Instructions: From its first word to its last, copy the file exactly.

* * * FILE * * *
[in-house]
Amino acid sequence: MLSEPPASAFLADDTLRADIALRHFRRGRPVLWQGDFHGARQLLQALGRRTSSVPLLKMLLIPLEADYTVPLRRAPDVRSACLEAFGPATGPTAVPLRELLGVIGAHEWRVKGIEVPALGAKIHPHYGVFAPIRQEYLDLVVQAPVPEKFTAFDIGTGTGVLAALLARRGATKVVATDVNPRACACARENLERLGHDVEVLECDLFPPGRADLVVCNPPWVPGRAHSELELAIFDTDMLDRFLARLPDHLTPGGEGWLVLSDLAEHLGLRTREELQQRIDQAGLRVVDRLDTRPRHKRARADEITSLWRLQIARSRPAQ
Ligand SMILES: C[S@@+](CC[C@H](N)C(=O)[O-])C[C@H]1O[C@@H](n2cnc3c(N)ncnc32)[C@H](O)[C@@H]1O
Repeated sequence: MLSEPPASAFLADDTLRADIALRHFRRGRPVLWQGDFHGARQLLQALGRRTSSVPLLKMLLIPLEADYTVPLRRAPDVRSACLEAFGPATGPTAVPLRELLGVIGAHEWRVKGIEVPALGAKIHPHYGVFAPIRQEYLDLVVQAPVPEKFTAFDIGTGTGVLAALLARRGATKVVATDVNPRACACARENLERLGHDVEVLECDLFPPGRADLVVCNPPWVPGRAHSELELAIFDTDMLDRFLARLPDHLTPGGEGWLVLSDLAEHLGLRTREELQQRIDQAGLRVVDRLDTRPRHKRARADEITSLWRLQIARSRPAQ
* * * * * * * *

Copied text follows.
[in-house]
Amino acid sequence: MLSEPPASAFLADDTLRADIALRHFRRGRPVLWQGDFHGARQLLQALGRRTSSVPLLKMLLIPLEADYTVPLRRAPDVRSACLEAFGPATGPTAVPLRELLGVIGAHEWRVKGIEVPALGAKIHPHYGVFAPIRQEYLDLVVQAPVPEKFTAFDIGTGTGVLAALLARRGATKVVATDVNPRACACARENLERLGHDVEVLECDLFPPGRADLVVCNPPWVPGRAHSELELAIFDTDMLDRFLARLPDHLTPGGEGWLVLSDLAEHLGLRTREELQQRIDQAGLRVVDRLDTRPRHKRARADEITSLWRLQIARSRPAQ
Ligand SMILES: C[S@@+](CC[C@H](N)C(=O)[O-])C[C@H]1O[C@@H](n2cnc3c(N)ncnc32)[C@H](O)[C@@H]1O
Repeated sequence: MLSEPPASAFLADDTLRADIALRHFRRGRPVLWQGDFHGARQLLQALGRRTSSVPLLKMLLIPLEADYTVPLRRAPDVRSACLEAFGPATGPTAVPLRELLGVIGAHEWRVKGIEVPALGAKIHPHYGVFAPIRQEYLDLVVQAPVPEKFTAFDIGTGTGVLAALLARRGATKVVATDVNPRACACARENLERLGHDVEVLECDLFPPGRADLVVCNPPWVPGRAHSELELAIFDTDMLDRFLARLPDHLTPGGEGWLVLSDLAEHLGLRTREELQQRIDQAGLRVVDRLDTRPRHKRARADEITSLWRLQIARSRPAQ